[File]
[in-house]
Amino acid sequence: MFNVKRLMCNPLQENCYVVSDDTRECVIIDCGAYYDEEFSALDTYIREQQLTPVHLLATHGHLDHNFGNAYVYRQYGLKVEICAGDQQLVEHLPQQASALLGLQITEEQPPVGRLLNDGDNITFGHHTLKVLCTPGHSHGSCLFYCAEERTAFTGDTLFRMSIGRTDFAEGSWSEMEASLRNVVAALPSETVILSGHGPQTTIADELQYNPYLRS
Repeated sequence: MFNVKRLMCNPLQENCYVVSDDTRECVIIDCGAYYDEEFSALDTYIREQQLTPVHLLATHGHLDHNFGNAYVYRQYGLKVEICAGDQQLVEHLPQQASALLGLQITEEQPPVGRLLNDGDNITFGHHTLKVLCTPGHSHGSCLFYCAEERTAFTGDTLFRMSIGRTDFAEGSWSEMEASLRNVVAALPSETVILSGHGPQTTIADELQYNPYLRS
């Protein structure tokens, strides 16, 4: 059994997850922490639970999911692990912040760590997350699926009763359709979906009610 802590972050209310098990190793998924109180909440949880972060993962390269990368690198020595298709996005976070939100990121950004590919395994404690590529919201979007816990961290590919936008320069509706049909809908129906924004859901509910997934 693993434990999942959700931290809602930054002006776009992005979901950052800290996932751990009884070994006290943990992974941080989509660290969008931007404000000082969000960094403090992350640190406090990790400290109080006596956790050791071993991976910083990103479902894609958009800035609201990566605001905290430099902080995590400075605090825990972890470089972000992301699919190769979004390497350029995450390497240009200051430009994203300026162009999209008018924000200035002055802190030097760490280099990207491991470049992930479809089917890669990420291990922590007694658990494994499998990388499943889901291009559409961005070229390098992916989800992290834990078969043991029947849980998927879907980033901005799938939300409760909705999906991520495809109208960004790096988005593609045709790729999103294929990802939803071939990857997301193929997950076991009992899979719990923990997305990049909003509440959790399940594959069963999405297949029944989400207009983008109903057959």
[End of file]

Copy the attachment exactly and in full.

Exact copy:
[in-house]
Amino acid sequence: MFNVKRLMCNPLQENCYVVSDDTRECVIIDCGAYYDEEFSALDTYIREQQLTPVHLLATHGHLDHNFGNAYVYRQYGLKVEICAGDQQLVEHLPQQASALLGLQITEEQPPVGRLLNDGDNITFGHHTLKVLCTPGHSHGSCLFYCAEERTAFTGDTLFRMSIGRTDFAEGSWSEMEASLRNVVAALPSETVILSGHGPQTTIADELQYNPYLRS
Repeated sequence: MFNVKRLMCNPLQENCYVVSDDTRECVIIDCGAYYDEEFSALDTYIREQQLTPVHLLATHGHLDHNFGNAYVYRQYGLKVEICAGDQQLVEHLPQQASALLGLQITEEQPPVGRLLNDGDNITFGHHTLKVLCTPGHSHGSCLFYCAEERTAFTGDTLFRMSIGRTDFAEGSWSEMEASLRNVVAALPSETVILSGHGPQTTIADELQYNPYLRS
């Protein structure tokens, strides 16, 4: 059994997850922490639970999911692990912040760590997350699926009763359709979906009610 802590972050209310098990190793998924109180909440949880972060993962390269990368690198020595298709996005976070939100990121950004590919395994404690590529919201979007816990961290590919936008320069509706049909809908129906924004859901509910997934 693993434990999942959700931290809602930054002006776009992005979901950052800290996932751990009884070994006290943990992974941080989509660290969008931007404000000082969000960094403090992350640190406090990790400290109080006596956790050791071993991976910083990103479902894609958009800035609201990566605001905290430099902080995590400075605090825990972890470089972000992301699919190769979004390497350029995450390497240009200051430009994203300026162009999209008018924000200035002055802190030097760490280099990207491991470049992930479809089917890669990420291990922590007694658990494994499998990388499943889901291009559409961005070229390098992916989800992290834990078969043991029947849980998927879907980033901005799938939300409760909705999906991520495809109208960004790096988005593609045709790729999103294929990802939803071939990857997301193929997950076991009992899979719990923990997305990049909003509440959790399940594959069963999405297949029944989400207009983008109903057959």